The dear girl Sylvia sent me three huge packages containing 400 "Rameses" and "Egyptian Deities," chocolate from Maillard, 1 lb. plum pudding, gloves, soap, socks, cigarette case from "Cross," preserves, and everything fine shops could turn out.

As a climax, several letters blew in from you and one from Nana.

The next day, Christmas, Mrs. F.’s outfit came in cleverly wrapped in "New York Times Pictorials" and safety pins. So far, lucky boy, I have received no useless presents, excepting that I don’t need any more sweaters.

Christmas Eve I heard Mrs. ---- sing at the Y.M.C.A. and listened to taps afterwards as soldiers wending their way back to the different barracks, through the silent, snow-covered streets of the camp. Night covered all, most conventionally, and Christmas Eve seemed but a myth. The only difference it held this first time away from home, this Christmas Eve at war, was that I could get up when I felt like it, instead of 5.30 the next morning.

Christmas morning, when the boys woke up, gave one a sight gladder than any Christmas mom yet. They hollered, as six-year-olds from blanket to blanket, up and down through the bunks and over the trunks, "Merry Christmas !"

These young lads of iron laughed and screamed as kids and wished with kiddish naïveté a merry Christmas to each other. For one second since I have been over here, was War cast aside for the atmosphere of home. Then all died down into the daily routine excepting that dinner came at three—an awfully late hour ; so I sat under a strip of mistletoe that had peculiarly strayed into our barracks and there ate Sylvia’s plum pudding with Jack S. rather sad because the expected kiss did n’t come. In fact, sad visions sprang up off and on that day as a custom was n’t kept as at home or a souvenir was n’t kept down.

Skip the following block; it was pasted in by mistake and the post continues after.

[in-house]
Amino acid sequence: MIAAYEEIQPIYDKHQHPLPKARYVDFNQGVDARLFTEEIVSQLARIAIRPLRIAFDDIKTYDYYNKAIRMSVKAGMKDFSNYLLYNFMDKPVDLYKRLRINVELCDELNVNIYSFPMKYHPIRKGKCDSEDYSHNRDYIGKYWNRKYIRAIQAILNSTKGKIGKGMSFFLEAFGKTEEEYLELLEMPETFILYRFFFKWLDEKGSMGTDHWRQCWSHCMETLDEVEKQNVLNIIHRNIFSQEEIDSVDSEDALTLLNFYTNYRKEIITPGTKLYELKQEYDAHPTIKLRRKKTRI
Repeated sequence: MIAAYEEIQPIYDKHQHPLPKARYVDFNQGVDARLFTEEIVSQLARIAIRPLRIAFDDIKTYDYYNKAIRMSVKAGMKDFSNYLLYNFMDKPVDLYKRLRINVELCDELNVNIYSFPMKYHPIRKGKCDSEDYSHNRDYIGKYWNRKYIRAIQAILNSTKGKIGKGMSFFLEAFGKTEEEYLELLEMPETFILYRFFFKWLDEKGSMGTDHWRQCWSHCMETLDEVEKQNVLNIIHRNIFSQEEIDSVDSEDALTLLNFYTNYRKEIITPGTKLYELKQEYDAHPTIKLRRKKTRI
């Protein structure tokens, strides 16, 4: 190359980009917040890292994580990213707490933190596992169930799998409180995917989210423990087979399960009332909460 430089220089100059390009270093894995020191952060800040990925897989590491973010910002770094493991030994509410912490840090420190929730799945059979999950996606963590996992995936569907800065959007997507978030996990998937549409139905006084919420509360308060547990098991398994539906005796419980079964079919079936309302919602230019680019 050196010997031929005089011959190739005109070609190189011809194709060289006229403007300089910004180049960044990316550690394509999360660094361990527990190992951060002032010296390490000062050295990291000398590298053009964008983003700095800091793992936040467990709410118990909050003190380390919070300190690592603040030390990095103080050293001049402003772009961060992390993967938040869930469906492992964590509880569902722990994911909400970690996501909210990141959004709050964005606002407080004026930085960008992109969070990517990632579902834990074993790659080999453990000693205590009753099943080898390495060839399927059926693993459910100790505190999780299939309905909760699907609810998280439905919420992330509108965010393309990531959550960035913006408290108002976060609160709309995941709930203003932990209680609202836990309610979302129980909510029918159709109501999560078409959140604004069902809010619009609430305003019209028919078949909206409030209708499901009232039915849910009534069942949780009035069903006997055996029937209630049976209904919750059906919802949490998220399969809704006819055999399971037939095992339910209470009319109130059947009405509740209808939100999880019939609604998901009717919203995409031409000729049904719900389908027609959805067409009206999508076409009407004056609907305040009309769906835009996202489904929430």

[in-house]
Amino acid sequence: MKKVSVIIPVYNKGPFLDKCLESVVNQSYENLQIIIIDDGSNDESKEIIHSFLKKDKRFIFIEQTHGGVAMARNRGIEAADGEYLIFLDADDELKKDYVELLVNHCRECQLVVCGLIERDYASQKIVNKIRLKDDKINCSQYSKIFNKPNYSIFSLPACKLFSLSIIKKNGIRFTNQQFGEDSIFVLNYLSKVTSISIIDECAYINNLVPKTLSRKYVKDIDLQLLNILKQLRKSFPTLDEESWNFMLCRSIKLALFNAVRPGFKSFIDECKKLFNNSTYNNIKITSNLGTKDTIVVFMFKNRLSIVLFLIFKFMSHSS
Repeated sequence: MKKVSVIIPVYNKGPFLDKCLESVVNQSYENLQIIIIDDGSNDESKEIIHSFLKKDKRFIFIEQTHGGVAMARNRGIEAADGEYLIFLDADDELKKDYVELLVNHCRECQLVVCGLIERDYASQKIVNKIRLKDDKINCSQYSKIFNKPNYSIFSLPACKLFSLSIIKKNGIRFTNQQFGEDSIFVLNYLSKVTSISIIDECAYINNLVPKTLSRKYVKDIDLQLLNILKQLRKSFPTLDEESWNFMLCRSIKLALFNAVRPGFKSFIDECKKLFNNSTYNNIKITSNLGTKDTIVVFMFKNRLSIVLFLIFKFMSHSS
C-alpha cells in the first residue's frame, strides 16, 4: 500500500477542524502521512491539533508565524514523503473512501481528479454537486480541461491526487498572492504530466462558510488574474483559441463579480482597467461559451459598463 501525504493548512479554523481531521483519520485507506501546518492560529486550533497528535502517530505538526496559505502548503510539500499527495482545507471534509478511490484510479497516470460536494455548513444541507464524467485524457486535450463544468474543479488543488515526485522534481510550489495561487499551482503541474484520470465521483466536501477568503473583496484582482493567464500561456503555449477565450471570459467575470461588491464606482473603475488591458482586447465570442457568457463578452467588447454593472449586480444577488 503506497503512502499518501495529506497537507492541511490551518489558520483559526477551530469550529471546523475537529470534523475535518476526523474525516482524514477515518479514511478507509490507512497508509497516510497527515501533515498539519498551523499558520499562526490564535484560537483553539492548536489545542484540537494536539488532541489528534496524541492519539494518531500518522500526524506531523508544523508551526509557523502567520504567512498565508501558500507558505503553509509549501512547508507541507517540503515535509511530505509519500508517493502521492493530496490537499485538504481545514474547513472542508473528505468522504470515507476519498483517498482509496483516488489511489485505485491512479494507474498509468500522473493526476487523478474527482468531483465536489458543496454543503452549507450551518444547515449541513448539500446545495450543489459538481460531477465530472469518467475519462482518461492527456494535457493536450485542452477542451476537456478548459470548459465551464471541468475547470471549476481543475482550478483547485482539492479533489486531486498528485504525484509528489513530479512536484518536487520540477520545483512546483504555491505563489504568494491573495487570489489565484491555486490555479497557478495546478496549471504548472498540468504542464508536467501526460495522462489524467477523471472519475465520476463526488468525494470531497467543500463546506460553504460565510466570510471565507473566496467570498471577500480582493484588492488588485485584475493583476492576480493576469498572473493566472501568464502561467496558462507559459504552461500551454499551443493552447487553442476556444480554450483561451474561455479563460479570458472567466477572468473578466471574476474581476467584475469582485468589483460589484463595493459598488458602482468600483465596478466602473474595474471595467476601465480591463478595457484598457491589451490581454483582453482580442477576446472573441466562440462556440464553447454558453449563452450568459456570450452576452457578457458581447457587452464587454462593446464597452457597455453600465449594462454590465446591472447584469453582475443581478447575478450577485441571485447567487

That afternoon was quickly wasted and in the evening a minstrel and Mrs.---- and the movies passed the time away more gleefully than a New York night—from the "Winter Garden" to "Jack’s."

Mrs.---- was the first woman I’d seen for ages up here at camp, so that the boys all went "topay" about her singing ; the Christmas atmosphere of the Y.M.C.A. — usually cold as a prison — also helped and for another second — a mere dream-second — the haunt of war ceased its halooings in our souls.

The next day I was up by moonlight again and off to fly, but this time — ah, belle aventure ! I was at last on those beautiful, dear, sweet, beloved coffins called the modern "chasse" machine. Delicate to handle and therefore dangerous, but powerful, fast, conquering, and therefore Paradise ! Months had I watched, here and there and at Tours, experienced and glorious pilots rip up the air with them and in a second darting from one corner of space to another, doing impossible acrobatics and conquering the greatest forces of the world—those of the unknown infinite ; so that as I sped through the air for the first time on them, I was almost purring with the silent joy to know that at last I was doing what my idols had done —that I was piloting these little devils — these little beauties.

December 28

This morning we flew while it was snowing and I certainly realized it. Bumpy ! Oh, how bumpy ! Whiffs that tickle your nerves till they’re silly.

This afternoon we had a lecture and most of the time off, so I’m sitting cuddled up in my upper berth scribbling and reading and smoking and feeling like a comfortable leisurely club man, perfectly satisfied with life. I caught a chance to wash, so I feel better still. I expect your little souvenirs de Noël this evening ; in fact, I’ve made a bet on receiving them.

My vanity is quite tickled to tell you that the Government has considered me worth being a First Lieutenant, so — well, I am one. I feel like a Christmas tree, for I’m buying all sorts of cute gold cords and silver bars and things. On the side, though, it’s rather nice to attain that position at nineteen.